Uplifting the people with a smile

    Dental and dental hygiene students bonded with the community at the Sharing Smiles Day event on April 8.

    By Cheryl Deslaurier on April 18, 2017

    Sharing Smiles Day events are a part of Oral Health, Total Health (OHTH)—a Federal Non-Profit Organization led by students and faculty from dentistry faculties across Canada with a mission to advocate, educate and improve the oral health care for persons with developmental disabilities.

    The event was the first one organized by the newly formed Alberta chapter. It was an informative and fun day with opportunities for positive interactions where any barriers between dental students and persons with developmental disabilities can be removed and positive relationships can be fostered.

    Navi Bharj and Bryan Lim, second-year dental students and OHTH Alberta co-chairs, were instrumental in not only organizing the event, but also in setting up the Alberta chapter.

    “We did it because we wanted to give back to the community,” says Bharj. “We wanted to ‘uplift the people’ of Edmonton.”

    For Bharj, the most memorable moment of Sharing Smiles Day was working with individuals with developmental disabilities to educate and inform them on how to best take care of their oral health to keep on smiling.

    “It really made it all worthwhile when Hannah, a young eight-year-old child, gave me a hug at the end of the day thanking us for organizing the event. She said it was wonderful, fun and yummy and she wants to come back next time,” he says.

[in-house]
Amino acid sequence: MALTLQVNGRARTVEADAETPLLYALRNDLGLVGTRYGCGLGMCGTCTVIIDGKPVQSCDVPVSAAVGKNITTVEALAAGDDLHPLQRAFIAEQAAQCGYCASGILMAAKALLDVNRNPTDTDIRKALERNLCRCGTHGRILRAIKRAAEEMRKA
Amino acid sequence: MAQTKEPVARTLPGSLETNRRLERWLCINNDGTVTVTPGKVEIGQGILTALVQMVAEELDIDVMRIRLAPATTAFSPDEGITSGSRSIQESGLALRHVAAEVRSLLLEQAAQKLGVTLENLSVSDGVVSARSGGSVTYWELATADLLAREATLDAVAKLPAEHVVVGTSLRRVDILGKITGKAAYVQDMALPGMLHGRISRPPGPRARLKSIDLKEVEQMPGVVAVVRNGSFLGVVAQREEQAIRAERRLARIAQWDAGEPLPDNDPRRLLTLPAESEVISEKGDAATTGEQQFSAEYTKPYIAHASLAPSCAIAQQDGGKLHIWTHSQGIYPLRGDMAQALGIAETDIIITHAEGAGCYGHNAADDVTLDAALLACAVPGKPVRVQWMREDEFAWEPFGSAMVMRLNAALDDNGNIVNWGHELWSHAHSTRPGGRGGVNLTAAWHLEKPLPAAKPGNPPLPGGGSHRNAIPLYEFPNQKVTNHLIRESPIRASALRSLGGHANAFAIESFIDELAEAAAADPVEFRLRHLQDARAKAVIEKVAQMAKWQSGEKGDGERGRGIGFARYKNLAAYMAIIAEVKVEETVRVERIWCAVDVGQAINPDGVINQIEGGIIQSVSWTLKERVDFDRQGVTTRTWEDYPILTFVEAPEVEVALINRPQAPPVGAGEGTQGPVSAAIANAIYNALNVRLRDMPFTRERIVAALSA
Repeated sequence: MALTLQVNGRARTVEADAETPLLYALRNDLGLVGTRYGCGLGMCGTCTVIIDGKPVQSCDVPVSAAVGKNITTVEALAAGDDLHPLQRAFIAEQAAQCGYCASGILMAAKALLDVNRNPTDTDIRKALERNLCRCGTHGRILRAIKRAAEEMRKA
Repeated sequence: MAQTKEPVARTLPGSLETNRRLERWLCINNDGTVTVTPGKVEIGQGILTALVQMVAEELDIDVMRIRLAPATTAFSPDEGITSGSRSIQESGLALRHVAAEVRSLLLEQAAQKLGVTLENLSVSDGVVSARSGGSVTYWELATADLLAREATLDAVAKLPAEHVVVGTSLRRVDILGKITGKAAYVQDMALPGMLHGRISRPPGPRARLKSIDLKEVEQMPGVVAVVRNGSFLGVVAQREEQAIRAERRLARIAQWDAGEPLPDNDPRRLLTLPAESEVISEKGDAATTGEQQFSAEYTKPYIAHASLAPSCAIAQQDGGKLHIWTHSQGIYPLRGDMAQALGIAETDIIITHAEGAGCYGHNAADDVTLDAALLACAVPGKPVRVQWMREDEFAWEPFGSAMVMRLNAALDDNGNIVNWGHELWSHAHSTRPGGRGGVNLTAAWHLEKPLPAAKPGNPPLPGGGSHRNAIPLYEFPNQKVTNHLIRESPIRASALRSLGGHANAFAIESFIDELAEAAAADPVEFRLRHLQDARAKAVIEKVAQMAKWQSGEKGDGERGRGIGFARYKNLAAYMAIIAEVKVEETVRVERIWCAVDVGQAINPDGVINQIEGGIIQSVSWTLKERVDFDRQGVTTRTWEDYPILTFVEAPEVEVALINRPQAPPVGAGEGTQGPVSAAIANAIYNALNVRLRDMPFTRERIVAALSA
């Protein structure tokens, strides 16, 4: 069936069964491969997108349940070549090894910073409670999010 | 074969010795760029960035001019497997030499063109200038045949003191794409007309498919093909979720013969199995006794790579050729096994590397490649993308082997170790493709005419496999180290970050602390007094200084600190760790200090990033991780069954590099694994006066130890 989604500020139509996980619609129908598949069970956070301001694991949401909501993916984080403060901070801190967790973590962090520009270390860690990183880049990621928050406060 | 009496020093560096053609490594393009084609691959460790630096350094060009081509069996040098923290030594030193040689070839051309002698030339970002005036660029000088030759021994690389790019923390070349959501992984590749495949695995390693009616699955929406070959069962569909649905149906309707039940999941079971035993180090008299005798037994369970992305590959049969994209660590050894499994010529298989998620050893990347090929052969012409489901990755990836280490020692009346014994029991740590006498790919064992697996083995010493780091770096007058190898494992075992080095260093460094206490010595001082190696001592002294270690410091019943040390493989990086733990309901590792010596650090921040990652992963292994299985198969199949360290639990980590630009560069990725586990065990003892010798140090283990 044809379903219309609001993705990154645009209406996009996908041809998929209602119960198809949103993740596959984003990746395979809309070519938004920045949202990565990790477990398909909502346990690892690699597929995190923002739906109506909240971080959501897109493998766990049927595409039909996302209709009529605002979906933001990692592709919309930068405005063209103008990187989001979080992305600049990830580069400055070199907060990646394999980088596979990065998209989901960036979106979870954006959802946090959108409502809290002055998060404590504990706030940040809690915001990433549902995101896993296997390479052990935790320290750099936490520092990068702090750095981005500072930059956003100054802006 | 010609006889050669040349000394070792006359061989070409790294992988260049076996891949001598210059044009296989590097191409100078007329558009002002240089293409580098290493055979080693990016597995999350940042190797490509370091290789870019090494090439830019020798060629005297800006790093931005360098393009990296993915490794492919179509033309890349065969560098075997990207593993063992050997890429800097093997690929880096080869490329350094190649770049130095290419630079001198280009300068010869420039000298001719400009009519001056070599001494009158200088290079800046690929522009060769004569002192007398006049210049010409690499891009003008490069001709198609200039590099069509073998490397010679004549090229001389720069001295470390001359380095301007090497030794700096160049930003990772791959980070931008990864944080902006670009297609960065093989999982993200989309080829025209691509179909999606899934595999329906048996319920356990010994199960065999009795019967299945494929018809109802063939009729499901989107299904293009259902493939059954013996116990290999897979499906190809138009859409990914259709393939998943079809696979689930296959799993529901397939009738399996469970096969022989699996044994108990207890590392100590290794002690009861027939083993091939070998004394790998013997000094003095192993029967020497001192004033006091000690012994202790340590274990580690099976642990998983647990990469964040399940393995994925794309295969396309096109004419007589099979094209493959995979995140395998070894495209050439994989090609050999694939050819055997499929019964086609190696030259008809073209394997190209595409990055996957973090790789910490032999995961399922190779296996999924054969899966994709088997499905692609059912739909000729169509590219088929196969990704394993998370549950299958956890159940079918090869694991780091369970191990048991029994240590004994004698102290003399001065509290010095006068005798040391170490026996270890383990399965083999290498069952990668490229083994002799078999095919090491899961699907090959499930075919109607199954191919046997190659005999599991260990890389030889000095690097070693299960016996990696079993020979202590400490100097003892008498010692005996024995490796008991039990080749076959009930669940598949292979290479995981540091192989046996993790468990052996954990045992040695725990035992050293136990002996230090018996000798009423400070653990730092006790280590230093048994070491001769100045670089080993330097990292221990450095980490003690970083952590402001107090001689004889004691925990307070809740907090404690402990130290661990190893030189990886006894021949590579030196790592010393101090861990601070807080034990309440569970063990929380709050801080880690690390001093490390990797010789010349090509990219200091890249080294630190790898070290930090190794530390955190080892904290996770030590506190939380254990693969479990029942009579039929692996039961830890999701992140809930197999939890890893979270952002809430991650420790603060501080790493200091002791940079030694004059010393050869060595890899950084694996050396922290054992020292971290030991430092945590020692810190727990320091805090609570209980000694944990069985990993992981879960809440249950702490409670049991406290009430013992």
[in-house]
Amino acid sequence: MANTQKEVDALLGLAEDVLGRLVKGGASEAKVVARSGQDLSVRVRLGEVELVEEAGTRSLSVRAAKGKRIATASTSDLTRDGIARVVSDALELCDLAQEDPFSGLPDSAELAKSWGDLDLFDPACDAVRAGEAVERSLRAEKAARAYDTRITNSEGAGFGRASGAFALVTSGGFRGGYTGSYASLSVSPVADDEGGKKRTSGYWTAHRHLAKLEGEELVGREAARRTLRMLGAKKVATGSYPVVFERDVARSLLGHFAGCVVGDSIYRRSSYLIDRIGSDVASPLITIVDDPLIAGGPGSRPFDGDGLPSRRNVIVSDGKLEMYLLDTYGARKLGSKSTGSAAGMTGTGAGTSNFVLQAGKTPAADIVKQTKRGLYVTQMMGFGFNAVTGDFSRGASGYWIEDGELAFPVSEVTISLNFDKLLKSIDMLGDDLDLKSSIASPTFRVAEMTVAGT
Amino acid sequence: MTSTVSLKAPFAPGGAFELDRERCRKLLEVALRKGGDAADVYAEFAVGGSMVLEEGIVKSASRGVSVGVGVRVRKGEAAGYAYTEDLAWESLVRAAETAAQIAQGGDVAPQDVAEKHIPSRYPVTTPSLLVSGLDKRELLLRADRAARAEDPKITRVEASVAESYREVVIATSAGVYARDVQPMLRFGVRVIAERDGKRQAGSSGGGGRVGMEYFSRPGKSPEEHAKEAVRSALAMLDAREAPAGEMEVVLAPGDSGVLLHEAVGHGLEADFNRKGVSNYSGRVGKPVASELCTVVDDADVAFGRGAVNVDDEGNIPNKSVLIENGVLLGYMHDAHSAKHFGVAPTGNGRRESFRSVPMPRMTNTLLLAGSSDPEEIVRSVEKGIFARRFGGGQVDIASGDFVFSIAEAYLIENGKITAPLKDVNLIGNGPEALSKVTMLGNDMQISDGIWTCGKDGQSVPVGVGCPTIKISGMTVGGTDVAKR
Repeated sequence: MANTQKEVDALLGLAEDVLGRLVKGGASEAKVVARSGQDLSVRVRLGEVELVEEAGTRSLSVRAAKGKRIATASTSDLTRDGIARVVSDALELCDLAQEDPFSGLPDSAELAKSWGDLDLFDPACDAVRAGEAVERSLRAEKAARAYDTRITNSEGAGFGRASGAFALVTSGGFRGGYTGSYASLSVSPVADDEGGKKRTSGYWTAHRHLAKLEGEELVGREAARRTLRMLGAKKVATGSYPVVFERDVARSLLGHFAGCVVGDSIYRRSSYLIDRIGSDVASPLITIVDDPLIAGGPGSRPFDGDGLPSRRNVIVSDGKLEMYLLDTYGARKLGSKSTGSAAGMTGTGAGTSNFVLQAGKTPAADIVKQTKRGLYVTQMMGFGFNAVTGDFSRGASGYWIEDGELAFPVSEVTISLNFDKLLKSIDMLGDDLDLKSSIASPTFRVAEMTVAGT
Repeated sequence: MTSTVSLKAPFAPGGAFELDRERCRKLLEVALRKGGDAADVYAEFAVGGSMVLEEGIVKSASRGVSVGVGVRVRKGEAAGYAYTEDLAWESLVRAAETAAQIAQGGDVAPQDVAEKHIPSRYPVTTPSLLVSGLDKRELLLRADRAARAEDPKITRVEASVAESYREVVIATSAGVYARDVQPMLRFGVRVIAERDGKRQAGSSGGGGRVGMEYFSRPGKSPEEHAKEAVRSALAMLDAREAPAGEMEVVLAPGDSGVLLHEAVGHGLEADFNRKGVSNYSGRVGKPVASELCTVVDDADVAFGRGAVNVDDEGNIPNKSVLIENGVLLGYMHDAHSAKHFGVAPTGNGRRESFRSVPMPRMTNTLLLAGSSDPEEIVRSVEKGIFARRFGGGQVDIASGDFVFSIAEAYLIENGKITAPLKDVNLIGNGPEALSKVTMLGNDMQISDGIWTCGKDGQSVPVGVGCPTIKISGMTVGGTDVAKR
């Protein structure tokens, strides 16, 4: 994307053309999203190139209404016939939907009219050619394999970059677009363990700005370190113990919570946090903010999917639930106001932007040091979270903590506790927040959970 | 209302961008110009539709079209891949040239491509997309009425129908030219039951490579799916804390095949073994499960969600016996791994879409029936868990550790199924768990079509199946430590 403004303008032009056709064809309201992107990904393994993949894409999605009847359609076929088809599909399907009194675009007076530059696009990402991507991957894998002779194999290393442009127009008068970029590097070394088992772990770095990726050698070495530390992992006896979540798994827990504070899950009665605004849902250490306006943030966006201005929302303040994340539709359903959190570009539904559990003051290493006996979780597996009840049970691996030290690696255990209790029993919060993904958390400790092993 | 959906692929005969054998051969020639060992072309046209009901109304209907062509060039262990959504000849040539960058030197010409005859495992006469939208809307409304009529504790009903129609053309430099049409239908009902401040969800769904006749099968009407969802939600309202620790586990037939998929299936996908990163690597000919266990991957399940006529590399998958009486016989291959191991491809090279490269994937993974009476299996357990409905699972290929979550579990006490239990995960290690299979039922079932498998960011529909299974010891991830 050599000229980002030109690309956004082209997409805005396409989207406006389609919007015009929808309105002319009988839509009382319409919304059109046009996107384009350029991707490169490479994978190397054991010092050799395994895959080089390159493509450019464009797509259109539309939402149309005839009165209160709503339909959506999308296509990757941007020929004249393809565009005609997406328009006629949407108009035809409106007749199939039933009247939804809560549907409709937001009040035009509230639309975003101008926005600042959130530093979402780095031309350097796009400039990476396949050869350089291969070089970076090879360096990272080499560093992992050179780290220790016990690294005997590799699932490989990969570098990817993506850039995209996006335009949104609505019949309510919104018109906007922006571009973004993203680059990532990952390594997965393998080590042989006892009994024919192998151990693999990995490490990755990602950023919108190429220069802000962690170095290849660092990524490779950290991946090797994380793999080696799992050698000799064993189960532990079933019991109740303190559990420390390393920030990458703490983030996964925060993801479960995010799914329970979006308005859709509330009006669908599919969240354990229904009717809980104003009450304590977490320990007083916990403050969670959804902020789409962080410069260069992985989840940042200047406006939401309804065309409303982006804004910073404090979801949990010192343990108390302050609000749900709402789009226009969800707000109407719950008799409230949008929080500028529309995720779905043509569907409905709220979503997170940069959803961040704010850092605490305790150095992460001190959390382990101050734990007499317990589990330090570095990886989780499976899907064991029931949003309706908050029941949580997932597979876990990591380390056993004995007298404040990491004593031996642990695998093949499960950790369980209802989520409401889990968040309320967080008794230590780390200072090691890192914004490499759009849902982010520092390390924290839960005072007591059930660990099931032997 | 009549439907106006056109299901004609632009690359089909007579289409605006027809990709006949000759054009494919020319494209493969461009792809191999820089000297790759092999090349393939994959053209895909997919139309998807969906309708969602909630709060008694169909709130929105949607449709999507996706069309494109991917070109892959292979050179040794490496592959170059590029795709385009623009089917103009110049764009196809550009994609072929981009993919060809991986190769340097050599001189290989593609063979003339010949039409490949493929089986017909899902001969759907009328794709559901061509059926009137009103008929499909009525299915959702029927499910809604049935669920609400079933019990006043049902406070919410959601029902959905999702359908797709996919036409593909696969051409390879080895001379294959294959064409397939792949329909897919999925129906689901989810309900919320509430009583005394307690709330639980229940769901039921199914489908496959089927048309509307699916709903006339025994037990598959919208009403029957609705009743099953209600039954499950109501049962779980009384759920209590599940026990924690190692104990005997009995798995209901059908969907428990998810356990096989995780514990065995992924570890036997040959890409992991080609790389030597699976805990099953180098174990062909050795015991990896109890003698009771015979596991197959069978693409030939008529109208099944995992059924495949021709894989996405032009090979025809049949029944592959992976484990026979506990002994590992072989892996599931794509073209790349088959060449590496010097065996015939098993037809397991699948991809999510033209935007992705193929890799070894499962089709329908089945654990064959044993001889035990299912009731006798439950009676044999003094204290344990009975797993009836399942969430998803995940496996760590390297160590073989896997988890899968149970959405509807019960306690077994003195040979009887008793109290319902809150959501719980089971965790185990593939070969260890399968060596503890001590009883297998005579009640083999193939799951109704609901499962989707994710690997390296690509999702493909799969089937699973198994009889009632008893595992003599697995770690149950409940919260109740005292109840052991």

“We are very privileged to be in a field where we can make a difference in the community both in and out of the dental office."

    Lim’s favourite moment of the day was when he was talking to one of the parents at the Brushing and Flossing station who said that they learned today their child was brushing incorrectly and how to actually do it right.

    “It was a good moment,” says Lim.

    More than 60 students from the dentistry and dental hygiene programs volunteered. The morning was filled with games, face painting and dental activities. The afternoon included oral hygiene education and demonstrations. Just over 65 caregivers and individuals with developmental disabilities attended the event.  

    “The students not only put on an event that helped others—they were also ambassadors for the School, the association and their sponsors,” says Paul Major, chair of the School of Dentistry. “They are what makes this School vital to the health of its communities.”